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Opinion > Target | Broker Guides

How challenger banks can disrupt the status quo

Ian Larkin, Co-Group CEO, Target Group | 7:07 Wednesday 16th August 2017

Right now, we are in one of the most exciting periods in the history of the lending market.

 

What is the future of lending?

Right now, we are in one of the most exciting periods in the history of the lending market. The confluence of technology, regulation, but also of demographic change and funding presents extraordinary challenges and opportunities for banks and for lenders.

It is a market that has long been dominated by a few large incumbents, but recent times have seen more and more challengers emerge with the aim of disrupting the status quo. Challengers do have some notable disadvantages when compared to established players with a smaller operating scale, less opportunity for distribution, less data and less investment funding. However, there are also huge opportunities. If these new specialist banks and lenders can focus on a number of key areas, they will be able to steal a march on market incumbents, close the gap and seize market share.

 

1. Designing propositions around consumer needs

Across financial services, the balance of power is shifting from providers to the consumer and expectations are rising. Lending has been run by the providers and products have been designed to suit them. Lenders need to rethink their approach to treasury, to pricing, to credit risk, to post-origination customer treatment strategies and provide customer-centric propositions.

 

2. Using non-traditional data sources to understand customers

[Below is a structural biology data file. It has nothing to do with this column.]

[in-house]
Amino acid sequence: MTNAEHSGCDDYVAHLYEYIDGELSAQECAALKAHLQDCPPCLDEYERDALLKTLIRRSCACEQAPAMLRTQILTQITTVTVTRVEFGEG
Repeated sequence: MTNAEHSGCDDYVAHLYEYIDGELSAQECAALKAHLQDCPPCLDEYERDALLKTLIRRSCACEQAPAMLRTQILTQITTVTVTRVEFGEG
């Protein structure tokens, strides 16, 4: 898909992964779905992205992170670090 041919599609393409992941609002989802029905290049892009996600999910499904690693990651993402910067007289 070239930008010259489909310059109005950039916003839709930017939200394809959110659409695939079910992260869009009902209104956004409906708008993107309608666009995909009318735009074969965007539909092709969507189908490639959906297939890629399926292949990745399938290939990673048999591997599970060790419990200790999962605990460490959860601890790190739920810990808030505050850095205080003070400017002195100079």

The availability of data has ballooned at the same time that processing costs have shrunk. In that context, one would expect that lenders’ approach to credit risk assessment and pricing must have transformed, but sadly it has not. There is growing evidence of increasing predictive power to assess the credit risk for prospective borrowers using non-traditional sources, such as social media and application form completion styles.

 

3. Target underserved customers

There are niches outside of the risk appetite of the big banks that are credit worthy. Non-homeowners have traditionally been avoided, but there is an increasingly large portion of society renting for the long term. Likewise, there is a growing population of people with thin credit files (eg millennials) who do not fit standard credit models. Within these segments there will be a lot of consumers who would be a perfectly good credit risk, but are currently underserved.

 

4. Understand existing borrowers

Incumbent lenders are making a disproportionate amount of their profit from their back books via existing borrowers. Many of these borrowers are on rates that are simply not justified by their credit risk. Whoever understands what their current customers’ needs are could end up reaping the rewards.

Successful lenders of the future will need to be brilliant and differentiate on a number of fronts. A superb understanding of the financial behaviour in the target segments, a huge focus on data analytics, strong skills on pricing and credit risk assessment and being proactive on top-ups, renewals and restructuring will be vital as well as an understanding of what elements of the value chain they will keep in-house and what elements they will outsource. Once they know this, they can then dedicate their energy and resources to these, while working with a partner for areas such as the operational work. Getting this mix right will be one of the keys to successfully challenging the status quo and being at the forefront of lending in the future.

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